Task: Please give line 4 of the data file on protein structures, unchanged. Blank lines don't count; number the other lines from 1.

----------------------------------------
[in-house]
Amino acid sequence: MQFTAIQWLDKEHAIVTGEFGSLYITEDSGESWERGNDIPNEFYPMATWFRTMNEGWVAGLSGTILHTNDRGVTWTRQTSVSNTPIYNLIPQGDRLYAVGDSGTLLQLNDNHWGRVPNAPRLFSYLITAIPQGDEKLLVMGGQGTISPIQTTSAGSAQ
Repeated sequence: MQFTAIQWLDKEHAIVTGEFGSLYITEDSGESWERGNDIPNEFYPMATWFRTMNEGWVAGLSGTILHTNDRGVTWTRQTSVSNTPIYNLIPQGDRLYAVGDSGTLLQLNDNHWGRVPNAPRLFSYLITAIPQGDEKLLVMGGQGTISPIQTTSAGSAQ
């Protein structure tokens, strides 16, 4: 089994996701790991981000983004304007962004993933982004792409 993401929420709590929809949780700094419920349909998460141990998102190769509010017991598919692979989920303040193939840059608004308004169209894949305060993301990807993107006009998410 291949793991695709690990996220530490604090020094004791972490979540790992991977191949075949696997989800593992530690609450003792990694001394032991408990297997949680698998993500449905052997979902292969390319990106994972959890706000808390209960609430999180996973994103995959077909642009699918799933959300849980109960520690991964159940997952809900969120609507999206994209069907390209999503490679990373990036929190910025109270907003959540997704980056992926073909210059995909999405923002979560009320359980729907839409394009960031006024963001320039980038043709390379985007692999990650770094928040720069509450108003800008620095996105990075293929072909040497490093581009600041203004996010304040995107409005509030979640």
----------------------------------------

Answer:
């Protein structure tokens, strides 16, 4: 089994996701790991981000983004304007962004993933982004792409 993401929420709590929809949780700094419920349909998460141990998102190769509010017991598919692979989920303040193939840059608004308004169209894949305060993301990807993107006009998410 291949793991695709690990996220530490604090020094004791972490979540790992991977191949075949696997989800593992530690609450003792990694001394032991408990297997949680698998993500449905052997979902292969390319990106994972959890706000808390209960609430999180996973994103995959077909642009699918799933959300849980109960520690991964159940997952809900969120609507999206994209069907390209999503490679990373990036929190910025109270907003959540997704980056992926073909210059995909999405923002979560009320359980729907839409394009960031006024963001320039980038043709390379985007692999990650770094928040720069509450108003800008620095996105990075293929072909040497490093581009600041203004996010304040995107409005509030979640």